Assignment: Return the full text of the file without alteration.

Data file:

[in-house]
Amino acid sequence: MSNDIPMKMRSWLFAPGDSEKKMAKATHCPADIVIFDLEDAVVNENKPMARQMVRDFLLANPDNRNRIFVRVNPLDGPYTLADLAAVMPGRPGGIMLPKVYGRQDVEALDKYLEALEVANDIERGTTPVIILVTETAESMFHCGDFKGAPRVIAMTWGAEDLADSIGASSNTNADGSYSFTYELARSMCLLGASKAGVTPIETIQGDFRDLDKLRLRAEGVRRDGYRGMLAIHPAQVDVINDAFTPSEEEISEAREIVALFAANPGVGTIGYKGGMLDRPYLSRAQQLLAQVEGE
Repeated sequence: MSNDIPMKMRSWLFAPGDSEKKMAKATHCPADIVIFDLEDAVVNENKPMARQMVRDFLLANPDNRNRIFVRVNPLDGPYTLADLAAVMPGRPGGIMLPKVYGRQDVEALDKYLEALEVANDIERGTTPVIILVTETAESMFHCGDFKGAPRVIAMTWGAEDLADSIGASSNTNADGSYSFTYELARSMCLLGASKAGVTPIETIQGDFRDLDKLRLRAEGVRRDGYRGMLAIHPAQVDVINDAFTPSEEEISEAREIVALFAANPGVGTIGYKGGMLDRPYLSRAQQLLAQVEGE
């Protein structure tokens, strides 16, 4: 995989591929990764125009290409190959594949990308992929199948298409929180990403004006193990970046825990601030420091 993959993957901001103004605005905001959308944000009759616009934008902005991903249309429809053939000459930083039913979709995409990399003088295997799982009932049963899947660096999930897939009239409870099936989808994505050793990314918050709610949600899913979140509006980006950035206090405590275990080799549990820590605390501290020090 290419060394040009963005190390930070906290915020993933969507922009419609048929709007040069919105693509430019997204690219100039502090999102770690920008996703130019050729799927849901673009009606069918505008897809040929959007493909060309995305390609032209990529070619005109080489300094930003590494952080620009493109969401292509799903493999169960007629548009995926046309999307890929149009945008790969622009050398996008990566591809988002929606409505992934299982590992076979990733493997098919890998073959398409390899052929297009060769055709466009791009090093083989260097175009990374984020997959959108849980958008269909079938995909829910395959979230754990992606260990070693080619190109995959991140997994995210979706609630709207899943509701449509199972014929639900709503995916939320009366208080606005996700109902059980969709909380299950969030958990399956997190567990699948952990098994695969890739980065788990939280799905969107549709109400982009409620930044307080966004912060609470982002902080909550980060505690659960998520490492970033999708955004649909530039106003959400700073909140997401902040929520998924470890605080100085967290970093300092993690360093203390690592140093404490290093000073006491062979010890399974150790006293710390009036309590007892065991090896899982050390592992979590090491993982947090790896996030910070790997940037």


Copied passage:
[in-house]
Amino acid sequence: MSNDIPMKMRSWLFAPGDSEKKMAKATHCPADIVIFDLEDAVVNENKPMARQMVRDFLLANPDNRNRIFVRVNPLDGPYTLADLAAVMPGRPGGIMLPKVYGRQDVEALDKYLEALEVANDIERGTTPVIILVTETAESMFHCGDFKGAPRVIAMTWGAEDLADSIGASSNTNADGSYSFTYELARSMCLLGASKAGVTPIETIQGDFRDLDKLRLRAEGVRRDGYRGMLAIHPAQVDVINDAFTPSEEEISEAREIVALFAANPGVGTIGYKGGMLDRPYLSRAQQLLAQVEGE
Repeated sequence: MSNDIPMKMRSWLFAPGDSEKKMAKATHCPADIVIFDLEDAVVNENKPMARQMVRDFLLANPDNRNRIFVRVNPLDGPYTLADLAAVMPGRPGGIMLPKVYGRQDVEALDKYLEALEVANDIERGTTPVIILVTETAESMFHCGDFKGAPRVIAMTWGAEDLADSIGASSNTNADGSYSFTYELARSMCLLGASKAGVTPIETIQGDFRDLDKLRLRAEGVRRDGYRGMLAIHPAQVDVINDAFTPSEEEISEAREIVALFAANPGVGTIGYKGGMLDRPYLSRAQQLLAQVEGE
């Protein structure tokens, strides 16, 4: 995989591929990764125009290409190959594949990308992929199948298409929180990403004006193990970046825990601030420091 993959993957901001103004605005905001959308944000009759616009934008902005991903249309429809053939000459930083039913979709995409990399003088295997799982009932049963899947660096999930897939009239409870099936989808994505050793990314918050709610949600899913979140509006980006950035206090405590275990080799549990820590605390501290020090 290419060394040009963005190390930070906290915020993933969507922009419609048929709007040069919105693509430019997204690219100039502090999102770690920008996703130019050729799927849901673009009606069918505008897809040929959007493909060309995305390609032209990529070619005109080489300094930003590494952080620009493109969401292509799903493999169960007629548009995926046309999307890929149009945008790969622009050398996008990566591809988002929606409505992934299982590992076979990733493997098919890998073959398409390899052929297009060769055709466009791009090093083989260097175009990374984020997959959108849980958008269909079938995909829910395959979230754990992606260990070693080619190109995959991140997994995210979706609630709207899943509701449509199972014929639900709503995916939320009366208080606005996700109902059980969709909380299950969030958990399956997190567990699948952990098994695969890739980065788990939280799905969107549709109400982009409620930044307080966004912060609470982002902080909550980060505690659960998520490492970033999708955004649909530039106003959400700073909140997401902040929520998924470890605080100085967290970093300092993690360093203390690592140093404490290093000073006491062979010890399974150790006293710390009036309590007892065991090896899982050390592992979590090491993982947090790896996030910070790997940037």